Opinion 21-150

 

October 28, 2021

 

Digest:         A judge may accept a law firm’s offer of pro bono representation for the purpose of filing a lawsuit to challenge the Unified Court System’s vaccine mandates, where the law firm has not come and is not likely to come before the judge, subject to a reporting requirement if the value of the waived legal fees exceeds $150. The judge, however, may not disseminate a blanket email to all judges asking if any are interested in joining the proposed lawsuit.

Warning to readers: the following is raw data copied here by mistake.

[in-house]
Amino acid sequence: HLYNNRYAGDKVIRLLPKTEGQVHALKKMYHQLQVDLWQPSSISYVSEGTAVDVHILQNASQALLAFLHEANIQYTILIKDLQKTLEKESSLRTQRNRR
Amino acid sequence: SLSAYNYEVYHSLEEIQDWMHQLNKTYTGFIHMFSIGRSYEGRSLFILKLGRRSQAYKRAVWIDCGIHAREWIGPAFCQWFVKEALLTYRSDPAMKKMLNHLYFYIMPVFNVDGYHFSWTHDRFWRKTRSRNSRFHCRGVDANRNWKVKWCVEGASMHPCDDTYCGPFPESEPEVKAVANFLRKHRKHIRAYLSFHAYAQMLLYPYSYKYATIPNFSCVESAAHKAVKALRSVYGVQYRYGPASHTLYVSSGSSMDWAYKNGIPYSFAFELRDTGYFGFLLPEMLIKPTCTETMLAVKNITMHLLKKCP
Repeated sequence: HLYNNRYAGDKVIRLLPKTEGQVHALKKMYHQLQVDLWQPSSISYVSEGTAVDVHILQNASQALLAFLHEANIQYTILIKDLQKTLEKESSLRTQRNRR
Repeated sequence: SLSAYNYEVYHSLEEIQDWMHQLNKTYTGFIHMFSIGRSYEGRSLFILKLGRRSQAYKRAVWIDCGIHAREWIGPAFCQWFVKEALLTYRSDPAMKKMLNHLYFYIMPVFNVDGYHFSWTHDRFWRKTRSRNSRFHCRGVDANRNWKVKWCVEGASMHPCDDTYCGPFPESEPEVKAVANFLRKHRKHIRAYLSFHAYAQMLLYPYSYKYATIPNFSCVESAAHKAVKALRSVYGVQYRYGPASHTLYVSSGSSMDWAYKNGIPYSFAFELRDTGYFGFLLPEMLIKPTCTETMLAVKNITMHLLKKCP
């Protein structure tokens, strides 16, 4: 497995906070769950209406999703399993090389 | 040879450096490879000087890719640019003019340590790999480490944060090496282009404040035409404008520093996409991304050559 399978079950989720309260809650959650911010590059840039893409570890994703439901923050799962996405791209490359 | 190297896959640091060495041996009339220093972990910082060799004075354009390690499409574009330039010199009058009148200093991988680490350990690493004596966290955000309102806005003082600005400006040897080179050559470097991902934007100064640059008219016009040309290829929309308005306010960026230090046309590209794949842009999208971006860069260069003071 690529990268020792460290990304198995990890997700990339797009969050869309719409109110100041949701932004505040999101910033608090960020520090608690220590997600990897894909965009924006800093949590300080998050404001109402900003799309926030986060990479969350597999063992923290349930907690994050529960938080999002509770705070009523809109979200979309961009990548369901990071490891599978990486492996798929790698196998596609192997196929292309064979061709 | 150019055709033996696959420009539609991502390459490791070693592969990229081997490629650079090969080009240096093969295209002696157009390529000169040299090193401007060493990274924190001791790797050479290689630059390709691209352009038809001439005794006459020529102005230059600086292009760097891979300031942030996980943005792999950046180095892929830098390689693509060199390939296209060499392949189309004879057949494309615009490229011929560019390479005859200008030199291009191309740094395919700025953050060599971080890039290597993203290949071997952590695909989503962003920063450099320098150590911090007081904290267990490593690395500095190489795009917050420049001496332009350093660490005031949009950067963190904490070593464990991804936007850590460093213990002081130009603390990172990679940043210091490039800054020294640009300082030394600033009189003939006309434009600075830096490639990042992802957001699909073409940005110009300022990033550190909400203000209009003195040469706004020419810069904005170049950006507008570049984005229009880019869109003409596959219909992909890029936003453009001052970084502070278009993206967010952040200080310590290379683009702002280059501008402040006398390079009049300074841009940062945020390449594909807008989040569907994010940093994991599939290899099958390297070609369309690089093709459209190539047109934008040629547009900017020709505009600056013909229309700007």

Rules:          22 NYCRR 100.2; 100.2(A); 100.2(C); 100.3(E)(1); 100.4(D)(5); 100.4(D)(5)(h); 100.4(H)(2); Opinions 19-104; 19-91; 19-34; 08-171/08-174; 05-47.

 

Opinion:

         A judge who wishes to challenge the Unified Court System’s vaccine mandates asks if it is ethically permissible to accept a law firm’s offer of pro bono representation in the matter.1 The judge says the firm does not appear, and is not likely to appear, in any courts to which the judge is assigned. The judge also asks if it would be an ethical violation to send a blanket email to all judges on the court’s computer server advising them of the proposed lawsuit and “asking if any were interested in such representation.”